Pearson pair-wise correlations between the five response variables showed weak positive correlations in 4 out of 10 possible cases: seed mass and germination (Pearson r = 0.32; P = 0.014); seed mass and survival (r = 0.31; p = 0.016); germination and survival (r = 0.28; p = 0.048) and survival and proportional growth during the cold semester (r = 0.27; p = 0.037). Seedling growth was the only variable not correlated with any of the others (all p values > 0.05).


Our data support the hypothesis that climate at the parent tree site will have a relatively greater influence on progeny resistance or tolerance to pathogens than other indicators of fitness, such as seed mass, germination and seedling growth rate. In our study area, soils are colder and damper at higher elevations (Tecco et al. 2016), which presumably slow germination and extend the time that seeds and germinating seedlings are exposed to pathogens, including those causing damping-off (Tinus and McDonald 1979). Moreover, especially at lower elevations of the study area, the hotter and drier climate during the past 3000 years (Giorgis et al. 2015 and references therein) may have led to a loss of mechanisms to reduce damping-off in Kageneckia seedlings. Variation in soil properties and microbial communities may be an important selective agent to which plants may be locally adapted (Smith et al. 2012). Also in line with a local adaptation explanation is the fact that higher elevation provenances were apparently able to grow proportionally more during the colder semester (albeit this relationship was only marginally significant), suggesting local altitudinal adaptations. However, further research is still needed to determine whether our results may be explained by local adaptation or other mechanisms such as phenotypic variation transmitted to progeny through maternal seed tissues and without involving nuclear DNA (Vivas et al. 2015).

Indicators of access to soil resources such as rockiness and tree size were not related to any of the five response variables. Several studies report positive relationships between parent tree size and progeny performance (Sletvold 2002; Renison et al. 2004), and between the amount of resources possibly explored by the parent tree and progeny performance (e.g. Drenovsky and Richards 2005), whereas other studies found an opposite pattern (e.g. Valfré-Giorello et al. 2012). We suppose that our studied Kageneckia parent trees either responds to the amount of resources in other ways, for example, by adjusting the quantity of produced seeds but not their mass, or their access to resources is not indicated by height or rockiness.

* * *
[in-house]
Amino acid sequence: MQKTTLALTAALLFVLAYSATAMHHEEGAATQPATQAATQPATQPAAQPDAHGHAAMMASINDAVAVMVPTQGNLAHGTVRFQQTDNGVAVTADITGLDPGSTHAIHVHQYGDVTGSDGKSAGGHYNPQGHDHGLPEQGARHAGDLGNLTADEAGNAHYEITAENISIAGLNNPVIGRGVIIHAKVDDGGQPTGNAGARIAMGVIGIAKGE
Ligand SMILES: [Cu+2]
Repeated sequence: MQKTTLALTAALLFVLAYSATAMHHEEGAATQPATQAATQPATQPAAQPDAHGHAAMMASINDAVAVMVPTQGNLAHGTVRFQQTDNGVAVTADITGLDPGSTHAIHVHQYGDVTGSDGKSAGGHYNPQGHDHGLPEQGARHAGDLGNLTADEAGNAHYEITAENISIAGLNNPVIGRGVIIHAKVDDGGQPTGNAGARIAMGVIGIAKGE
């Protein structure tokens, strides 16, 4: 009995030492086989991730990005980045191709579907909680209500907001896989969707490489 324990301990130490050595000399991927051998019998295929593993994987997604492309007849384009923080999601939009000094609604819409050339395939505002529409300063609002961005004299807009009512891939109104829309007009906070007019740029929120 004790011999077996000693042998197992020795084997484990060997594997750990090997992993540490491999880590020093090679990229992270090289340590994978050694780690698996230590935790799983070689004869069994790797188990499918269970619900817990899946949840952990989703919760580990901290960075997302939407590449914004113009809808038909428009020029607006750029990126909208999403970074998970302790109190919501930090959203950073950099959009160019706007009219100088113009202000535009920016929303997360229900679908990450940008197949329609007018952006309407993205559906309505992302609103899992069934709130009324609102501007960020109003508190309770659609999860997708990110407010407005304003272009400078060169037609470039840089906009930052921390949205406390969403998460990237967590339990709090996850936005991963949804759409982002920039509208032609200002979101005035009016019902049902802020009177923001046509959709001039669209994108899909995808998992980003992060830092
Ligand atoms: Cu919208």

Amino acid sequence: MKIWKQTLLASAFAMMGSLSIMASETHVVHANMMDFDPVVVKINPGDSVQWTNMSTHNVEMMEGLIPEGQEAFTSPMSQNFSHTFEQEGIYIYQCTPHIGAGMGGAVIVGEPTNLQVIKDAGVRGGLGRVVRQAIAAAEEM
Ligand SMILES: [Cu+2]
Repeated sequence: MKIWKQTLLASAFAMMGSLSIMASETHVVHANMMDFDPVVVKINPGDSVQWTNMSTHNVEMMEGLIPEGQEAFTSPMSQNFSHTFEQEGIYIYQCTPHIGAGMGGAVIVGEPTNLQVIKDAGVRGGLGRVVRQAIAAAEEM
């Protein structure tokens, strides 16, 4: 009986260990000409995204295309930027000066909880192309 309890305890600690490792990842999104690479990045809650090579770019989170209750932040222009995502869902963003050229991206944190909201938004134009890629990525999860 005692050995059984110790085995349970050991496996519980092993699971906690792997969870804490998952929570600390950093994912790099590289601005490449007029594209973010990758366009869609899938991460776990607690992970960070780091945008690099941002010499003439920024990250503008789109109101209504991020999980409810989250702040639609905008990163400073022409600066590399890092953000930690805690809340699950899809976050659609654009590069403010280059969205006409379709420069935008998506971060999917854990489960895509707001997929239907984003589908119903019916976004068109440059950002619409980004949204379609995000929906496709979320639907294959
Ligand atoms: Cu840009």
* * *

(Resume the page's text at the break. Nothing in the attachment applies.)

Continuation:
The low proportion of the variability explained by our models is in line with local studies in native trees (for Polylepis australisRenison et al. 2004; for Acacia cavenAshworth and Martí 2011; for Sebastiania commersoniana Valfré-Giorello et al. 2012; and for Lithraea molleoides, Schinopsis marginata, Ruprechtia apetalaTorres and Renison 2017) and may be attributed to influences not evaluated during the present study, such as tree genetic variability, access to high quality pollen, good health of the parent tree, competition with other plants or soil nutrient availability.

We conclude that the pathogenic environment around parental plants could have a great influence on relevant progeny characteristics, such as resistance and tolerance to pathogens, and suggest that incorporating such issues into future progeny studies may yield important findings. More tree species in a wide range of families and situations need to be studied to provide phylogenetic or geographical patterns of resistance and tolerance to pathogens.


“Secretaría de Ciencia y Técnica de la Universidad Nacional de Córdoba” and the bilateral cooperation program between MINCyT and CONICET of Argentina and DFG of Germany provided funding. Alberto Guerrero and Joaquin Piedrabuena helped with seed collection. We thank Rafael Picco from the Cerro Blanco private reserve and the administration of the “Reserva Natural Vaquerías” belonging to the University of Córdoba for lodging and permits to collect seeds. Ronaldo H. Renison took care of the seedlings at the nursery. Jorgelina Brasca greatly improved our English


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Kageneckia lanceolata is a vulnerable Neotropical tree distributed in mountain areas.

Seedling survival increased with elevation of the parent tree from 40 to 80%.

Damping-off was the only identified cause of seedling mortality under nursery conditions.

Seed mass, germination, and growth of seedlings were not influenced by elevation.

Received: May 14, 2018; Accepted: February 19, 2019